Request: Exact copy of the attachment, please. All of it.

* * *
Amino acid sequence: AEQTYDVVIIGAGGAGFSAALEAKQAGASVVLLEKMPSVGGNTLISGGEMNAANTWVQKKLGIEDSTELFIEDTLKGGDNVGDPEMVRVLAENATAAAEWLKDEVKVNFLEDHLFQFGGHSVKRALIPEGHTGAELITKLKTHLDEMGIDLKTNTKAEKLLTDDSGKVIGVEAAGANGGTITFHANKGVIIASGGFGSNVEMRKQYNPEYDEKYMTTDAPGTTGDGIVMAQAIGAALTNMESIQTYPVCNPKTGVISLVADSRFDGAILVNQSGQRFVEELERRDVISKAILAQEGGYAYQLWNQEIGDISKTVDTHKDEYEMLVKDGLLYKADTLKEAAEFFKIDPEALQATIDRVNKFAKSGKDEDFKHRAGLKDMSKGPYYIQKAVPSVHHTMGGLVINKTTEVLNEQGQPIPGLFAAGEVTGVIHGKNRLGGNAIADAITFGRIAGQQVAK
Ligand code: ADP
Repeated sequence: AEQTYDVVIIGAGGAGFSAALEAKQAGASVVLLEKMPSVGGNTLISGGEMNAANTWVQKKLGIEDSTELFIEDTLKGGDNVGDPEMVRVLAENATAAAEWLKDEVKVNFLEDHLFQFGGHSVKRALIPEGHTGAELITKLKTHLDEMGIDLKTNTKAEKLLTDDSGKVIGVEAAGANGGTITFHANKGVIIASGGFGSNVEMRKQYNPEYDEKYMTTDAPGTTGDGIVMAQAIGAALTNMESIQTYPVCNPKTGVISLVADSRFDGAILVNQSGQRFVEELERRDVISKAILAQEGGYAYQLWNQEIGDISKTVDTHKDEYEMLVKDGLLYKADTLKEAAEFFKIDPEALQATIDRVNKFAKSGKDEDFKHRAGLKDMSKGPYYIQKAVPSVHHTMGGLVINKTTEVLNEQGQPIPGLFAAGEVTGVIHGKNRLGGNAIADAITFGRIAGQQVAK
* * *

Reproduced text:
Amino acid sequence: AEQTYDVVIIGAGGAGFSAALEAKQAGASVVLLEKMPSVGGNTLISGGEMNAANTWVQKKLGIEDSTELFIEDTLKGGDNVGDPEMVRVLAENATAAAEWLKDEVKVNFLEDHLFQFGGHSVKRALIPEGHTGAELITKLKTHLDEMGIDLKTNTKAEKLLTDDSGKVIGVEAAGANGGTITFHANKGVIIASGGFGSNVEMRKQYNPEYDEKYMTTDAPGTTGDGIVMAQAIGAALTNMESIQTYPVCNPKTGVISLVADSRFDGAILVNQSGQRFVEELERRDVISKAILAQEGGYAYQLWNQEIGDISKTVDTHKDEYEMLVKDGLLYKADTLKEAAEFFKIDPEALQATIDRVNKFAKSGKDEDFKHRAGLKDMSKGPYYIQKAVPSVHHTMGGLVINKTTEVLNEQGQPIPGLFAAGEVTGVIHGKNRLGGNAIADAITFGRIAGQQVAK
Ligand code: ADP
Repeated sequence: AEQTYDVVIIGAGGAGFSAALEAKQAGASVVLLEKMPSVGGNTLISGGEMNAANTWVQKKLGIEDSTELFIEDTLKGGDNVGDPEMVRVLAENATAAAEWLKDEVKVNFLEDHLFQFGGHSVKRALIPEGHTGAELITKLKTHLDEMGIDLKTNTKAEKLLTDDSGKVIGVEAAGANGGTITFHANKGVIIASGGFGSNVEMRKQYNPEYDEKYMTTDAPGTTGDGIVMAQAIGAALTNMESIQTYPVCNPKTGVISLVADSRFDGAILVNQSGQRFVEELERRDVISKAILAQEGGYAYQLWNQEIGDISKTVDTHKDEYEMLVKDGLLYKADTLKEAAEFFKIDPEALQATIDRVNKFAKSGKDEDFKHRAGLKDMSKGPYYIQKAVPSVHHTMGGLVINKTTEVLNEQGQPIPGLFAAGEVTGVIHGKNRLGGNAIADAITFGRIAGQQVAK